AM processes, like all materials processing, are constrained by material properties, speed, cost, and accuracy. The performance capabilities of materials and machines lag behind conventional manufacturing technology (e.g., injection molding machinery), although the lag is decreasing. Speed and cost, in terms of time to market, are where AM technology contributes, particularly for complex or customized geometries.
Ian Gibson, David Rosen, Brent Stucker

14. Post-processing

Abstract
Most AM processes require post-processing after part building to prepare the part for its intended form, fit and/or function. Depending upon the AM technique, the reason for post-processing varies. For purposes of simplicity, this chapter will focus on post-processing techniques which are used to enhance components or overcome AM limitations. These include:
Ian Gibson, David Rosen, Brent Stucker

15. Software Issues for Additive Manufacturing

Abstract
This chapter deals with the software that is commonly used for additive manufacturing technology. In particular we will discuss the STL file format that is commonly used by many of the machines to describe the model input data. These files are manipulated in a number of machine-specific ways to create slice data and for support generation and the basic principles are covered here including some discussion on common errors and other software that can assist with STL files. Finally, we consider some of the limitations of the STL format and how it may be replaced by something more suitable in the future like the newly developed Additive Manufacturing File format.
Ian Gibson, David Rosen, Brent Stucker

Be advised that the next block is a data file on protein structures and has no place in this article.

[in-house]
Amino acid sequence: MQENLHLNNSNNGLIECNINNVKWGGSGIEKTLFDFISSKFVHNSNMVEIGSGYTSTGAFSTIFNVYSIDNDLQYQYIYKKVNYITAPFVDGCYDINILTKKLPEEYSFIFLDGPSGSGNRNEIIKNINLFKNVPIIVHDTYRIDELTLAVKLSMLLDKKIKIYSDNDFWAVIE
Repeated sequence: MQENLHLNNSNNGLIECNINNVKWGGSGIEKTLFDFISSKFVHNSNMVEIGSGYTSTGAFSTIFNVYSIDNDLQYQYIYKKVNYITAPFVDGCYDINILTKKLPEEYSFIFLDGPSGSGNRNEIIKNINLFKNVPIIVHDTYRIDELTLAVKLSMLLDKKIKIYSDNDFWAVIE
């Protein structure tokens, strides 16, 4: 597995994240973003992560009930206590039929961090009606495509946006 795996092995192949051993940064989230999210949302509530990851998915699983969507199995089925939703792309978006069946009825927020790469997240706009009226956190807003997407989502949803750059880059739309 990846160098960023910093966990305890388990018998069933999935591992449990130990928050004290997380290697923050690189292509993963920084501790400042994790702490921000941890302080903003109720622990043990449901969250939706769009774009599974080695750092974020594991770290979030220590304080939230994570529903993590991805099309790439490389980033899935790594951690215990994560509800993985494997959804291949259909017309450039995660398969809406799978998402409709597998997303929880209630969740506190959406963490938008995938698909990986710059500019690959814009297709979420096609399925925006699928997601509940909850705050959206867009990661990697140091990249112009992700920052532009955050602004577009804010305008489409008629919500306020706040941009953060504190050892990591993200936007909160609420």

16. Direct Digital Manufacturing

Abstract
Direct digital manufacturing (DDM) is a term that describes the usage of additive manufacturing technologies for production or manufacturing of end-use components. Although it may seem that DDM is a natural extension of rapid prototyping, in practice this is not usually the case. Many additional considerations and requirements come into play for production manufacturing that are not important for prototyping. In this chapter, we explore these considerations through an examination of several DDM examples, distinctions between prototyping and production, and advantages of additive manufacturing for custom and low-volume production.
Many times, DDM applications have taken advantage of the geometric complexity capabilities of AM technologies to produce parts with customized geometries. In these instances, DDM is not a replacement for mass production applications, as customized geometry cannot be mass produced using traditional manufacturing technologies. In addition, since the economics of AM technologies do not enable economically competitive high-volume production for most geometries and applications, DDM is often most economical for low-volume production applications. Two major individual-specific medical applications of DDM will be discussed, from Align Technology and Siemens/Phonak, as well as several other applications that make use of the unique design freedom afforded by AM techniques. This will be followed by a discussion of the unique characteristics of AM technologies that lead to DDM.
Ian Gibson, David Rosen, Brent Stucker

17. Design for Additive Manufacturing

Abstract